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Small-House Movement: Living in 120 Square Feet

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Jay Shafer sweats the small stuff.

Hopping into a waist-high metal bathtub smaller than a shower stall, Shafer swung a faucet over his head to demonstrate how one bathes in the combination tub/shower/sink.

"It's better than a regular-sized tub because you can fill it with water up to your shoulders," he said.

Gesturing at the composting toilet a foot away, he added: "This bathroom is the part of this house I'm proudest of. It was inspired by the Japanese model of being very compact and very efficient. The whole room is 11 square feet, smaller than a standard closet."

Thinking small, targeting simplicity and paying meticulous attention to detail exemplify Shafer's craft: designing tiny houses.

The Sonoma County resident is considered a father of the tiny house movement, a burgeoning trend to live more efficiently in less space. It taps into several contemporary obsessions: green living, the maker ethos, urban homesteading.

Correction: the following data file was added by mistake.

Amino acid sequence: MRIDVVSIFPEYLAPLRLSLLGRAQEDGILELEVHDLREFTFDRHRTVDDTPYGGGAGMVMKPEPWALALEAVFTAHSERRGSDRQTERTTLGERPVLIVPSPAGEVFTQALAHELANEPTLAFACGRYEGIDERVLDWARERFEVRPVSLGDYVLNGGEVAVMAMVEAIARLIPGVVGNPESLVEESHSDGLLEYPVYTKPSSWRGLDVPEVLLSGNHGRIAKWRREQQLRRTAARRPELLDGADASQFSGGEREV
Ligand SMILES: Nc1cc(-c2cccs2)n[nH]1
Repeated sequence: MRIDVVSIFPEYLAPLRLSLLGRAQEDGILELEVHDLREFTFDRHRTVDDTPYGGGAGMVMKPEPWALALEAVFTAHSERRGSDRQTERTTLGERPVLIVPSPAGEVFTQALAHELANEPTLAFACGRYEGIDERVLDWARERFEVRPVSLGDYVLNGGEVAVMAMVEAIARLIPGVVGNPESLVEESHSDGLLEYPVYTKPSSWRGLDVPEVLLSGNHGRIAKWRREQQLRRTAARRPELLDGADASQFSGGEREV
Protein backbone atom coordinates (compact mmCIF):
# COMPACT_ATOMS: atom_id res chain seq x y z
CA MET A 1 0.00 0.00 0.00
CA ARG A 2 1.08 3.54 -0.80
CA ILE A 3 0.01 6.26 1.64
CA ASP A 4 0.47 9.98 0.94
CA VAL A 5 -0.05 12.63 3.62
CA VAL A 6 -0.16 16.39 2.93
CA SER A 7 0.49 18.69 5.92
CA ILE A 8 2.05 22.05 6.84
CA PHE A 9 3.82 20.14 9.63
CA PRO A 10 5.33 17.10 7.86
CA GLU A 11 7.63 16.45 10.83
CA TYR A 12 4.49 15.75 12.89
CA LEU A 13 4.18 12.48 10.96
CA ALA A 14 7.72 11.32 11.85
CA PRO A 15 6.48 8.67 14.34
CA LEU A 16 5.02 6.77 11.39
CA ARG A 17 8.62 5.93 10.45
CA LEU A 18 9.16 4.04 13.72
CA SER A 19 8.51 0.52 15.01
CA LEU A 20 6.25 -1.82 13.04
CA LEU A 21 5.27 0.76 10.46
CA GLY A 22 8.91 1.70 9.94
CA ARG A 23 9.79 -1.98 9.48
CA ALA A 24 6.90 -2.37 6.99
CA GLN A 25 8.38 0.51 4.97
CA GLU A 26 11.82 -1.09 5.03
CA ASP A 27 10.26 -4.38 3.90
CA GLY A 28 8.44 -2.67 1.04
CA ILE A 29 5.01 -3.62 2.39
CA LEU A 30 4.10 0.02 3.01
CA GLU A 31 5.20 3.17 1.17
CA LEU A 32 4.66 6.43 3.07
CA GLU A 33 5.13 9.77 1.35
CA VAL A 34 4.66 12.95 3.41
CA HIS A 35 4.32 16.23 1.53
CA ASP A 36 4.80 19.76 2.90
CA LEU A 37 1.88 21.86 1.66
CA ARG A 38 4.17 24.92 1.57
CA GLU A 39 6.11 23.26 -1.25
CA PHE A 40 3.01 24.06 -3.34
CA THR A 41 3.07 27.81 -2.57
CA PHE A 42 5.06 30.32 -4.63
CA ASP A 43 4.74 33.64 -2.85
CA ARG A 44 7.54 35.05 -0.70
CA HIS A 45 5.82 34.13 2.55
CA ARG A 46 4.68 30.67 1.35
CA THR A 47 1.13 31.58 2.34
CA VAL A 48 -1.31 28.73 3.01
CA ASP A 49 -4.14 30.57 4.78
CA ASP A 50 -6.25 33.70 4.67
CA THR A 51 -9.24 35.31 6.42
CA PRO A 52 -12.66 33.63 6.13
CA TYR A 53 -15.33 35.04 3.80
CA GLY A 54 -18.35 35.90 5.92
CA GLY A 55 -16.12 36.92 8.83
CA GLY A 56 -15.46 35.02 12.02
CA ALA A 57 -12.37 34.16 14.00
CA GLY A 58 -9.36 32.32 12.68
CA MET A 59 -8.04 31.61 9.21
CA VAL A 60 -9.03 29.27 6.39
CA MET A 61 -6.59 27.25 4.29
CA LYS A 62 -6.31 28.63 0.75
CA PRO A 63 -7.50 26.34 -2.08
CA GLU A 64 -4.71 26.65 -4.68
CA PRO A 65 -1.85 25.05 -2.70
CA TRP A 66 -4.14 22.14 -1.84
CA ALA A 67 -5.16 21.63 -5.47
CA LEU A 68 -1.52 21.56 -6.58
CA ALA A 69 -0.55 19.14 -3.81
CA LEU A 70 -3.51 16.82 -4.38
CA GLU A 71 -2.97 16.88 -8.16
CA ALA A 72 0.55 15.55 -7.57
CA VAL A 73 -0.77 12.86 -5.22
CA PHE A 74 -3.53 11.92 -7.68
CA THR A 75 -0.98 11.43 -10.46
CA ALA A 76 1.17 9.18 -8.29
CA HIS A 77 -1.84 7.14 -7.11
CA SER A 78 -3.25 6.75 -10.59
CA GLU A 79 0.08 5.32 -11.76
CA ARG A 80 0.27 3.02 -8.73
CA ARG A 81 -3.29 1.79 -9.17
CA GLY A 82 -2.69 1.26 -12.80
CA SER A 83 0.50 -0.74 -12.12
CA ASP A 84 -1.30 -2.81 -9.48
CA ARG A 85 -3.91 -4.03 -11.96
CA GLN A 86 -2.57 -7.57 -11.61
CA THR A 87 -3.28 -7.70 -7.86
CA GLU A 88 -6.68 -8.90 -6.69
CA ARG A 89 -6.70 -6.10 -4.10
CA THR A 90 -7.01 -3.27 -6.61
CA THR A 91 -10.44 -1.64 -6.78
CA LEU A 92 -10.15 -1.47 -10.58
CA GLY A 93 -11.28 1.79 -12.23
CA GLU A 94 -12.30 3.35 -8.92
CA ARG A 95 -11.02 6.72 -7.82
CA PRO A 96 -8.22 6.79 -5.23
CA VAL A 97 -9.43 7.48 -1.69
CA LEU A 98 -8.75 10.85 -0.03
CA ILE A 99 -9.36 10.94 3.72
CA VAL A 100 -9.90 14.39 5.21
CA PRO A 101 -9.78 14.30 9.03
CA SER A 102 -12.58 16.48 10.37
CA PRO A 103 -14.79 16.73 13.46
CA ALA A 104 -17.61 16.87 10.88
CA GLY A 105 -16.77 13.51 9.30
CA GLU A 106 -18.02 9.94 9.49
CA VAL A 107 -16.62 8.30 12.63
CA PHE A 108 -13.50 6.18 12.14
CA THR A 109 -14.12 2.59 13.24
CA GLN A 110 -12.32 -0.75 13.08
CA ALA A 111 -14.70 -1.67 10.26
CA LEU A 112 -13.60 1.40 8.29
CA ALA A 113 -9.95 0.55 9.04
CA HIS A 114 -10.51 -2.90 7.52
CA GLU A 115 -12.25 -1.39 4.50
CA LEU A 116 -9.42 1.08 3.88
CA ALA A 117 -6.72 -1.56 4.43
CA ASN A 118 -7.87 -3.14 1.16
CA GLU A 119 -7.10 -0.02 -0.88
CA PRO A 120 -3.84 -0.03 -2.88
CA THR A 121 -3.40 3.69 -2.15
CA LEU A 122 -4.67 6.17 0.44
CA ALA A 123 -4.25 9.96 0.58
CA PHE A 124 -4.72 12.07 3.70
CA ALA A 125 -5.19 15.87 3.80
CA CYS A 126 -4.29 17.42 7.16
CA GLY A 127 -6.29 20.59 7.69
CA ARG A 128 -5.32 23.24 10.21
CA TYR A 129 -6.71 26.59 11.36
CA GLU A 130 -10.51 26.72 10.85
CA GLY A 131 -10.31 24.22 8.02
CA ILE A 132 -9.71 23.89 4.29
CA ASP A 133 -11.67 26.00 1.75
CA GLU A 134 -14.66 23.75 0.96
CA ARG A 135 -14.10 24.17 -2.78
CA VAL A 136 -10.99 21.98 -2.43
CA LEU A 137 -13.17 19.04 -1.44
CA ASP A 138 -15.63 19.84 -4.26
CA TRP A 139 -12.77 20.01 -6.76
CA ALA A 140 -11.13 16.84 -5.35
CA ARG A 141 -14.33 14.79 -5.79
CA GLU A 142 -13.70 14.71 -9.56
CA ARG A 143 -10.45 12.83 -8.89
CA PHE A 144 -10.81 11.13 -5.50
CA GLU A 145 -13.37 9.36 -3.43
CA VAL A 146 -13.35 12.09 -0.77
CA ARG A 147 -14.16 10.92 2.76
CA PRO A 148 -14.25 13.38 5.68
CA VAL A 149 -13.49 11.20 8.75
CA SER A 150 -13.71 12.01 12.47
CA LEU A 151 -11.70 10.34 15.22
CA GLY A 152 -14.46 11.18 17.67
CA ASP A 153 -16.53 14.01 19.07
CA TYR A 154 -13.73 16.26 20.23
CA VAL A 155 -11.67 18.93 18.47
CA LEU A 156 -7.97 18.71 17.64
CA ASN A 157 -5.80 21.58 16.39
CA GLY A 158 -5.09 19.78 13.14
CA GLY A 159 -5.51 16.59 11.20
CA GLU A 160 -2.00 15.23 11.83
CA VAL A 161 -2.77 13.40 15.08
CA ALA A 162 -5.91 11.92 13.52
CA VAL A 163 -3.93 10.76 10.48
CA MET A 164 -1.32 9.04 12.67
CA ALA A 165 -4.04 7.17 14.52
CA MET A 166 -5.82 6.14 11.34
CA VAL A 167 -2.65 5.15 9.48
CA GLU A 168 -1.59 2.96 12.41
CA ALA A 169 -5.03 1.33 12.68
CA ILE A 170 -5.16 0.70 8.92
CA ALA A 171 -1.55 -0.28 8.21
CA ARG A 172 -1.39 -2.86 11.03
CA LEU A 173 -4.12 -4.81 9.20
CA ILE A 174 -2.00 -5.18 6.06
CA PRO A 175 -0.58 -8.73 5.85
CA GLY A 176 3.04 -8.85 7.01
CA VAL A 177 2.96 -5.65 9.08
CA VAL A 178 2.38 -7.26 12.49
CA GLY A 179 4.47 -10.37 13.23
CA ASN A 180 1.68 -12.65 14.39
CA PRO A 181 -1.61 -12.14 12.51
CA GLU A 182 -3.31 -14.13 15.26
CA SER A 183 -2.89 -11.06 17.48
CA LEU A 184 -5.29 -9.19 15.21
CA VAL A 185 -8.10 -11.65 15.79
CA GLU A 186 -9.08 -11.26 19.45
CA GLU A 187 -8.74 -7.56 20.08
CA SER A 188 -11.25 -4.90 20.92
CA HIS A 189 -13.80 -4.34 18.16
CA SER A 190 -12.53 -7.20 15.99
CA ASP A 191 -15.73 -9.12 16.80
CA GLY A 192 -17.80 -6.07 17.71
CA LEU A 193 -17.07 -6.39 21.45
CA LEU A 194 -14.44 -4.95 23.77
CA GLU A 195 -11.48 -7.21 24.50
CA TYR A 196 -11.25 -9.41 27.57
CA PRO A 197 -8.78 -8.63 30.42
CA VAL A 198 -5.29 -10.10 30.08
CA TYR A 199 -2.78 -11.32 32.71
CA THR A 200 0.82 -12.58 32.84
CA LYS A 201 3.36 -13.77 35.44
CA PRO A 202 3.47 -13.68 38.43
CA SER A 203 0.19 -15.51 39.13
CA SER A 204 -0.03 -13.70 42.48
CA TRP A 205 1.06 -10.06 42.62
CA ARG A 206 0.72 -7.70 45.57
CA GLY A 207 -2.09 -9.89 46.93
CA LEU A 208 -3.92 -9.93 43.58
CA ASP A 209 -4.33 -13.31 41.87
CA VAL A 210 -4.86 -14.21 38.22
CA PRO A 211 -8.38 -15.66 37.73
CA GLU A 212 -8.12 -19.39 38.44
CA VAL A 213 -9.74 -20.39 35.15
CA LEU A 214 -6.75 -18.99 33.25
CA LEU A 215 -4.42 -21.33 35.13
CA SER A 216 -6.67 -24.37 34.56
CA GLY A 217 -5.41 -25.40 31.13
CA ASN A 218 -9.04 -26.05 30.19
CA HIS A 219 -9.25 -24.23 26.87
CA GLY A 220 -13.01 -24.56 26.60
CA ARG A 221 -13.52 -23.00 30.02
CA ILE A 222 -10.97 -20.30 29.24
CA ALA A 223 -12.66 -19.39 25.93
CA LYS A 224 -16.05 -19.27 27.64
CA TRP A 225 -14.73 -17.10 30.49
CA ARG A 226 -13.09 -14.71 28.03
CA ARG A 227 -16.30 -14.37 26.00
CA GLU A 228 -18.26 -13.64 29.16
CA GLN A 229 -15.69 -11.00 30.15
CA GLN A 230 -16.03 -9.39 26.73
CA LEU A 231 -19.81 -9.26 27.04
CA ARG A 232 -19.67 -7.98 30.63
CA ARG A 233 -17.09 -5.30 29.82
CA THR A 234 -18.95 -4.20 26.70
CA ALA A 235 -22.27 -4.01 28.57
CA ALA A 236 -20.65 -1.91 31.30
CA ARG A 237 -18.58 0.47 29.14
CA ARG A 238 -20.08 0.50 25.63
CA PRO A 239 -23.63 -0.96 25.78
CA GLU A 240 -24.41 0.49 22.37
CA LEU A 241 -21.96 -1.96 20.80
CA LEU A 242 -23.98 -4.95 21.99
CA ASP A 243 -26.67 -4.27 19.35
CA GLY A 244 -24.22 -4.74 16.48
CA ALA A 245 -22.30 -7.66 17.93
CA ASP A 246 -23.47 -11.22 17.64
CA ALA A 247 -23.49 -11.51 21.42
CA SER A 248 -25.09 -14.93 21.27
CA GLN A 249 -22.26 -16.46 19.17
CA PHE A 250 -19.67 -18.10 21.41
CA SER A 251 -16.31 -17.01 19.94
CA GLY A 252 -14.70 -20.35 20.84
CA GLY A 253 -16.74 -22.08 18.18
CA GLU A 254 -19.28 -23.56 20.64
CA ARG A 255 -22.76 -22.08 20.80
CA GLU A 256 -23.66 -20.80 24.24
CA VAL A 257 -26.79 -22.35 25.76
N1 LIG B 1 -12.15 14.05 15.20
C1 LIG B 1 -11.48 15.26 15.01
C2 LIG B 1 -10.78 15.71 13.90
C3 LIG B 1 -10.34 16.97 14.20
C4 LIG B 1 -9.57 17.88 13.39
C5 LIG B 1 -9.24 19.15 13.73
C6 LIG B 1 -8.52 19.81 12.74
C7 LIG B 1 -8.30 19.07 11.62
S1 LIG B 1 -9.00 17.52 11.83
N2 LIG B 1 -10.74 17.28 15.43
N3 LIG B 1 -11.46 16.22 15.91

'Live debt free'

"Jay articulated and popularized a philosophy of live small, live debt free, and have more time and freedom to pursue your life's passions," said Ryan Mitchell, editor of TheTinyLife.com, a website dedicated to living in small-scale structures. "He backed it up with some really attractive designs."

From a 119-square-foot house in Graton, Shafer, 49, writes books about small dwellings; whips up blueprints for Craftsman-style houses ranging from 98 to 288 square feet; plans weekend workshops for DIYers; and sketches out his latest brainstorm: an entire village with dozens of tiny dwellings, each less than 400 square feet, plus a larger common house and other shared amenities, to be erected in Sonoma County.   


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